So you’re being continually victimised and bullied by someone that you had a falling out with but their conduct seems to fall just short of a criminal act. What can you do?
The Protection from Harassment Act (“the Act”) allows victims of harassment to obtain a protection order (which serves as a court order) which interdicts the offenders from continuing the wrongdoing. Should the wrongdoer continue to harass the victim after the protection order is obtained, he/she may face criminal prosecution.
The harassment applications may be brought by the person who is experiencing the harassment, a member of their family or household, or any other person who is aware of the situation. The court order may be granted against the wrongdoer and may extend to his/her affiliates as sometimes harassment may occur indirectly. This is explained in more detail below.
The types of harassment recognised by the Act include mental, psychological, physical or economic harm. This includes unreasonably following and watching the victim.
Once an interim or final protection order is made, the person accused of harassment may not contact the alleged victim at all either verbally, by email or by any other medium.
In terms of the “indirect” contact, this means that the person accused may also not have a friend or family member contact the alleged victim either. Whilst it can be particularly difficult for some parties to refrain from contact, specifically in matters between tenant and landlord, employer and employee for example, it is absolutely necessary that the provisions of the order be obeyed. Any breach of the court order may result in the offending party being arrested.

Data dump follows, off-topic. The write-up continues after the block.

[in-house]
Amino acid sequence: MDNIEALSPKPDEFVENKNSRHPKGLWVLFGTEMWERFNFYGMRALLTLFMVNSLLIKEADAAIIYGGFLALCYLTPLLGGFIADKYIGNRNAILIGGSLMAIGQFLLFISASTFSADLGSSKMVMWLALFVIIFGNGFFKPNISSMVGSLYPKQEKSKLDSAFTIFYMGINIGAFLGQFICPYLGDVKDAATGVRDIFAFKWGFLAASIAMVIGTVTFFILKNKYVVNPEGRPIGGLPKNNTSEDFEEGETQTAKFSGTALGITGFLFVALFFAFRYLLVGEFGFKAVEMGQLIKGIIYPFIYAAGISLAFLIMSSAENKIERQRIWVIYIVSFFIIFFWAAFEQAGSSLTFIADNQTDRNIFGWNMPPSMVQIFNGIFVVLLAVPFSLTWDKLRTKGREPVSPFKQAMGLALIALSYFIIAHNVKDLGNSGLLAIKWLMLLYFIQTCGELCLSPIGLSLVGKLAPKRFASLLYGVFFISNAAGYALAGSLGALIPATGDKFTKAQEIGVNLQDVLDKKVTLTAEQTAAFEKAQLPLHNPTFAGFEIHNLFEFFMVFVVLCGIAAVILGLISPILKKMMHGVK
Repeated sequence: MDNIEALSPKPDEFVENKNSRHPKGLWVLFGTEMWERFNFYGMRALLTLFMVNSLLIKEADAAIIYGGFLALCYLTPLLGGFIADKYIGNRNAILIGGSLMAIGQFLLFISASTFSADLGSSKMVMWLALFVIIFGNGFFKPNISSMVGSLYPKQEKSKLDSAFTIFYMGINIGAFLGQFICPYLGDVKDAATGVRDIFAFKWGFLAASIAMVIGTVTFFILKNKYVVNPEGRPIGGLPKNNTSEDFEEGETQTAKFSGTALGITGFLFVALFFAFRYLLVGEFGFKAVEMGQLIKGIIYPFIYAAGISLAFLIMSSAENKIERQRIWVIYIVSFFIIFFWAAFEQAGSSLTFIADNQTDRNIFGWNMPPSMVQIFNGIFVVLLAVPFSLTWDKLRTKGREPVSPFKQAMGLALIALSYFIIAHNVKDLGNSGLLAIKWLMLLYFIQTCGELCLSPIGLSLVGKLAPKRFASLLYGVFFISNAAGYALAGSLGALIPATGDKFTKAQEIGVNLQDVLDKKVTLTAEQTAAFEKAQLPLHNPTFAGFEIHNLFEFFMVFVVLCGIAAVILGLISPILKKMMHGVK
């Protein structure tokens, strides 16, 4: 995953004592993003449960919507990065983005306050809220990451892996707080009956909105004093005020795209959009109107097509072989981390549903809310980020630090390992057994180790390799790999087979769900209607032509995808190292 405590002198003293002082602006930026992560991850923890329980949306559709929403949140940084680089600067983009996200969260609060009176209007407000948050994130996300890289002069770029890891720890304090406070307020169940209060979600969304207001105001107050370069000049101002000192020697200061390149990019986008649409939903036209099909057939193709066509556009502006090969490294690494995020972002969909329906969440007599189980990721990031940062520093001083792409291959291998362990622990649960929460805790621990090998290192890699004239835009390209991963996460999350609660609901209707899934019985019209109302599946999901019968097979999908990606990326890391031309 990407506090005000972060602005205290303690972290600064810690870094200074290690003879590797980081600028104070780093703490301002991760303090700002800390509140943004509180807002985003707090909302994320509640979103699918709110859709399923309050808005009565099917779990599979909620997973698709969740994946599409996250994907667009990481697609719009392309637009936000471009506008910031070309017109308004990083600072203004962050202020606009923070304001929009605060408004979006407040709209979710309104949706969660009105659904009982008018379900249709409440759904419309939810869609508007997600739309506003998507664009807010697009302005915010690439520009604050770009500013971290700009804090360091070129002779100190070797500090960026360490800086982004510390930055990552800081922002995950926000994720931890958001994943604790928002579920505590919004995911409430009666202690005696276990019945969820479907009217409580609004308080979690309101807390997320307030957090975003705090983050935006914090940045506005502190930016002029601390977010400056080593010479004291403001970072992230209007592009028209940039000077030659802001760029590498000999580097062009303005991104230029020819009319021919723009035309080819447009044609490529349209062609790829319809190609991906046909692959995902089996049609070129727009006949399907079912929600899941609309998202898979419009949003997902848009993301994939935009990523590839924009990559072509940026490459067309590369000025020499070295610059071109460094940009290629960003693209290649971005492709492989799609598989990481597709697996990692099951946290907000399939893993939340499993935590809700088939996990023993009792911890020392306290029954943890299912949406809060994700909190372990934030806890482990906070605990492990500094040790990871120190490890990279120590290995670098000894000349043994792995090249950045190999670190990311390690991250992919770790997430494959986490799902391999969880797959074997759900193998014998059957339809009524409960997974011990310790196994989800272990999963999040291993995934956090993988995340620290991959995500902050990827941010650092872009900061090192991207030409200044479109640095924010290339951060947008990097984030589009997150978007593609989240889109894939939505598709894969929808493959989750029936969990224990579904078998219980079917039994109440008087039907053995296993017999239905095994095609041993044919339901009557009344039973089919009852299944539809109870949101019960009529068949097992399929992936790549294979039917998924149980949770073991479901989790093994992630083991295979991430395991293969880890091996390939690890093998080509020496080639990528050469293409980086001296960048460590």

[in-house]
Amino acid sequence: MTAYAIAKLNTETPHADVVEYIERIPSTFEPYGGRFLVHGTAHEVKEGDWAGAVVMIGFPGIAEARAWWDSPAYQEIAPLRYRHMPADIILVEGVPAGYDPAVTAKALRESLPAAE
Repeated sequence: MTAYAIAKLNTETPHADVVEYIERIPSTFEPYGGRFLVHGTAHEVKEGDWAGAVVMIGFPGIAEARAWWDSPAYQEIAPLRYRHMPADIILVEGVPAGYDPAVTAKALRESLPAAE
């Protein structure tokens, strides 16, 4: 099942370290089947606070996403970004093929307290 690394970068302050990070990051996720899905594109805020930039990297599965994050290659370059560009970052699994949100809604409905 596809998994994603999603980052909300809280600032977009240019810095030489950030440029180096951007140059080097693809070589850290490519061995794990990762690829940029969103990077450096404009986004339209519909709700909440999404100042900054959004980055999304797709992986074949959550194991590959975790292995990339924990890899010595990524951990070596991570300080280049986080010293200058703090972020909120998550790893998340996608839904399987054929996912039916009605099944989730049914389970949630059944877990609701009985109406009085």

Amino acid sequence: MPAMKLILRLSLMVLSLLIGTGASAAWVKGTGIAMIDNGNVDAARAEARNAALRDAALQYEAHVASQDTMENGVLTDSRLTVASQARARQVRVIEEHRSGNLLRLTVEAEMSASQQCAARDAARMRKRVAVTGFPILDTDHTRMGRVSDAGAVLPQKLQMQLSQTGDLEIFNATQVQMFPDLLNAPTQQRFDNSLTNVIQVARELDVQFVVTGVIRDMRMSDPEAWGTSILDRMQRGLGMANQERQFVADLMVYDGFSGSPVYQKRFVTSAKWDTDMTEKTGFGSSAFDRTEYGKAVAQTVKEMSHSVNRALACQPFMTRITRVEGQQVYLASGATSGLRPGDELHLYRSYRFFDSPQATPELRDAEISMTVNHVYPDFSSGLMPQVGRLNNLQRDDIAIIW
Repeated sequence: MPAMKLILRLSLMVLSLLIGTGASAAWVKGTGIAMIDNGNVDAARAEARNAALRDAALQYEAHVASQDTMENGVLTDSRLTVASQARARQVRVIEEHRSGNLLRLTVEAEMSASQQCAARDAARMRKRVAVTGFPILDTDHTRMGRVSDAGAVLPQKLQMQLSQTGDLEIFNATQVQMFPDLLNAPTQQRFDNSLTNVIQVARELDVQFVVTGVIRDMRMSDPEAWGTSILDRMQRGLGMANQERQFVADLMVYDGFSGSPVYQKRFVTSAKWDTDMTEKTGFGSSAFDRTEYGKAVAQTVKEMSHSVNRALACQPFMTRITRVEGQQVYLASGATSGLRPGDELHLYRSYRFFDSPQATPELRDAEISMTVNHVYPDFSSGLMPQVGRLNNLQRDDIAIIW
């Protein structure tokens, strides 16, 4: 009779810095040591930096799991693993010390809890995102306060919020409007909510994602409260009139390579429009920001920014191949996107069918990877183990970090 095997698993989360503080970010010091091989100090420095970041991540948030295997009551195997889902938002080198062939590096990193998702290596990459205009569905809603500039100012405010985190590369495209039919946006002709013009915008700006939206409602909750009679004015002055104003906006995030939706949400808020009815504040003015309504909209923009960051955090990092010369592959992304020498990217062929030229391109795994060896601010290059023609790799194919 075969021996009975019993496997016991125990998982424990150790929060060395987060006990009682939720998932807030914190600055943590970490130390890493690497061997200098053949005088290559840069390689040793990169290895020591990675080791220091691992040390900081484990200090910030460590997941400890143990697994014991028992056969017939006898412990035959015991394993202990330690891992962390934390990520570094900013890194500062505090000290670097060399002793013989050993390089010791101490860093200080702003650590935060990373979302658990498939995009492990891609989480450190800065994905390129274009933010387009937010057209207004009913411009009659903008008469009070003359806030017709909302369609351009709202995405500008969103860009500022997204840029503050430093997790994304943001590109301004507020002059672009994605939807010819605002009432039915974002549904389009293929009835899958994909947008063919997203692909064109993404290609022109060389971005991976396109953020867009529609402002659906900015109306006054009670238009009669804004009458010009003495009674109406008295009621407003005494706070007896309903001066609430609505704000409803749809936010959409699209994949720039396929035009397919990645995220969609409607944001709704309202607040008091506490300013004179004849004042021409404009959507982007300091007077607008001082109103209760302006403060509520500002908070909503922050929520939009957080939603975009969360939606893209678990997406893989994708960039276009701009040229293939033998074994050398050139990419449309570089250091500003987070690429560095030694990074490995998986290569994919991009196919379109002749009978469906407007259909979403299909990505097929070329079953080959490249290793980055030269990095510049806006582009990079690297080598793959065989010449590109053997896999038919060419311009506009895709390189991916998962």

As we live in a society with a high prevalence of violence and crime, the courts must have regard for any application that comes across their desk. It should however be noted that those who lodge frivolous or vexatious applications will also be dealt with by the same might of the Courts.
It seems, based on the influx of instructions to our offices regarding harassment, that this issue is on the up and we would advise any party to the application (whether you are the applicant or respondent) to seek legal advice before proceeding. This is important as we have seen innocent bystanders become victims of the abuse of this process. Alternatively, the person being harassed is too scared to institute proceedings for the fear of what might happen. Get a competent lawyer in your corner and you won’t be sorry.
For more information or assistance on these matters please feel free to contact our offices on firstname.lastname@example.org or 011 897 1900.
Article contributed by Kenny Smith and Diane Charles.